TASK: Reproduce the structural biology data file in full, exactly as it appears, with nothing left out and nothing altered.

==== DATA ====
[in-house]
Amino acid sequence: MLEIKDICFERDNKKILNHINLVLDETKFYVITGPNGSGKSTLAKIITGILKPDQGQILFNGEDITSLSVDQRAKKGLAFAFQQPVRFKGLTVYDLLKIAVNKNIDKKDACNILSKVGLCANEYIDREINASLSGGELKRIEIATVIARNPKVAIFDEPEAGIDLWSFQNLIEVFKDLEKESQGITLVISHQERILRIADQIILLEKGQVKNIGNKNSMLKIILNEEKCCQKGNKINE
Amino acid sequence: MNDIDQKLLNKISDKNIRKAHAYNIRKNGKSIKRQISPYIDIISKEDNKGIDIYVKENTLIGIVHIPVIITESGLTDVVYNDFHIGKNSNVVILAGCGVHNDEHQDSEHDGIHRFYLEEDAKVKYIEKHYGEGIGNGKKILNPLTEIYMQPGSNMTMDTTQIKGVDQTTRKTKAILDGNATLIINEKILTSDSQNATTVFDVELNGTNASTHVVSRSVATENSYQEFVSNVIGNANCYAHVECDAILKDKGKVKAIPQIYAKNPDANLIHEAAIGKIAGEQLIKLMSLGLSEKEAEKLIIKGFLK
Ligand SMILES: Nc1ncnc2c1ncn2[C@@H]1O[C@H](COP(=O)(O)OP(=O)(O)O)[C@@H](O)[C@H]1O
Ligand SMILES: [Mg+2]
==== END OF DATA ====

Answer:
[in-house]
Amino acid sequence: MLEIKDICFERDNKKILNHINLVLDETKFYVITGPNGSGKSTLAKIITGILKPDQGQILFNGEDITSLSVDQRAKKGLAFAFQQPVRFKGLTVYDLLKIAVNKNIDKKDACNILSKVGLCANEYIDREINASLSGGELKRIEIATVIARNPKVAIFDEPEAGIDLWSFQNLIEVFKDLEKESQGITLVISHQERILRIADQIILLEKGQVKNIGNKNSMLKIILNEEKCCQKGNKINE
Amino acid sequence: MNDIDQKLLNKISDKNIRKAHAYNIRKNGKSIKRQISPYIDIISKEDNKGIDIYVKENTLIGIVHIPVIITESGLTDVVYNDFHIGKNSNVVILAGCGVHNDEHQDSEHDGIHRFYLEEDAKVKYIEKHYGEGIGNGKKILNPLTEIYMQPGSNMTMDTTQIKGVDQTTRKTKAILDGNATLIINEKILTSDSQNATTVFDVELNGTNASTHVVSRSVATENSYQEFVSNVIGNANCYAHVECDAILKDKGKVKAIPQIYAKNPDANLIHEAAIGKIAGEQLIKLMSLGLSEKEAEKLIIKGFLK
Ligand SMILES: Nc1ncnc2c1ncn2[C@@H]1O[C@H](COP(=O)(O)OP(=O)(O)O)[C@@H](O)[C@H]1O
Ligand SMILES: [Mg+2]